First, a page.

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Chiral fermion reversal in chiral crystals


In materials chiral fermions such as Weyl fermions are characterized by nonzero chiral charges, which are singular points of Berry curvature in momentum space. Recently, new types of chiral fermions beyond Weyl fermions have been discovered in structurally chiral crystals CoSi, RhSi and PtAl. Here, we have synthesized RhSn single crystals, which have opposite structural chirality to the CoSi crystals we previously studied. Using angle-resolved photoemission spectroscopy, we show that the bulk electronic structures of RhSn are consistent with the band calculations and observe evident surface Fermi arcs and helical surface bands, confirming the existence of chiral fermions in RhSn. It is noteworthy that the helical surface bands of the RhSn and CoSi crystals have opposite handedness, meaning that the chiral fermions are reversed in the crystals of opposite structural chirality. Our discovery establishes a direct connection between chiral fermions in momentum space and chiral lattices in real space.


In 1929, Weyl predicted that a massless Dirac fermion could be regarded as a superposition of a pair of Weyl fermions with opposite chirality. The existence of Weyl fermions as elementary particles remains elusive in particle physics, whereas their quasiparticle version has been realised in condensed matter systems as the low-energy excitations of electrons near the so-called Weyl points1,2,3,4,5,6,7,8,9,10,11,12,13, which are the twofold-degenerate band crossings in three-dimensional momentum space. The Weyl points carry nonzero Chern numbers, i.e., topological chiral charges, C = ± 1, which induce unusual physical phenomena, such as chiral anomaly effects and helical surface states. The constant energy contours of the helical surface states are open Fermi arcs, which connect the surface projections of a pair of Weyl points with opposite chirality.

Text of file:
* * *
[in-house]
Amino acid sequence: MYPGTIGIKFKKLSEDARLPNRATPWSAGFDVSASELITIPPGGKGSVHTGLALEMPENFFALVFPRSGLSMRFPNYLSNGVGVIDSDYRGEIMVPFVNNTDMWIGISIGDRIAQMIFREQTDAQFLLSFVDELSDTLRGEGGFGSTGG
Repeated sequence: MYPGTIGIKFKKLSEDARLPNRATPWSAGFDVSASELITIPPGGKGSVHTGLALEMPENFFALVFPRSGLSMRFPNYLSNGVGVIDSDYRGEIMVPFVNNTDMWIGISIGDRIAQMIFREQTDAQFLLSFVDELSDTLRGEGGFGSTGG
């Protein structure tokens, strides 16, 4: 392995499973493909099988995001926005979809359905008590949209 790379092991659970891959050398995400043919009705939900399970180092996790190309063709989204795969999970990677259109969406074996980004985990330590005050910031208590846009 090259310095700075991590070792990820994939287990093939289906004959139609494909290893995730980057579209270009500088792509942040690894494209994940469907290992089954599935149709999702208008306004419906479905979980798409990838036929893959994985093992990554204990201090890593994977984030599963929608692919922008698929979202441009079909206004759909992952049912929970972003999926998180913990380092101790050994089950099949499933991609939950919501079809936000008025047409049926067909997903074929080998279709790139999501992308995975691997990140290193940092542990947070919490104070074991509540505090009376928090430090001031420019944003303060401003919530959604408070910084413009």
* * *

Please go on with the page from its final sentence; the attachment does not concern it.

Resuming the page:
In addition to the twofold-degenerate Weyl points, there are a variety of higher-order degenerate points in topological semimetals, where the electronic excitations form different types of fermionic quasiparticles14,15,16,17,18,19,20,21,22,23,24,25,26,27,28,29,30, such as the fourfold-degenerate Dirac points in Na3Bi and Cd3As214,15,16,17 and the threefold-degenerate points in the WC-structure materials23,24,25,26,27. However, these degenerate points do not carry nonzero chiral charges, so the Dirac fermions and three-component fermions in these materials are not chiral.

Recent angle-resolved photoemission spectroscopy (ARPES) experiments have confirmed new types of degenerate points that carry nonzero chiral charges in a series of crystals CoSi, RhSi and PtAl31,32,33,34, providing a new platform for exploring the physical properties of chiral fermions. It is worth noting that all these materials belong to space group P213 (#198) with structural chirality, making it possible to study the connection between the chiral lattices in real space and the chiral fermions in momentum space34.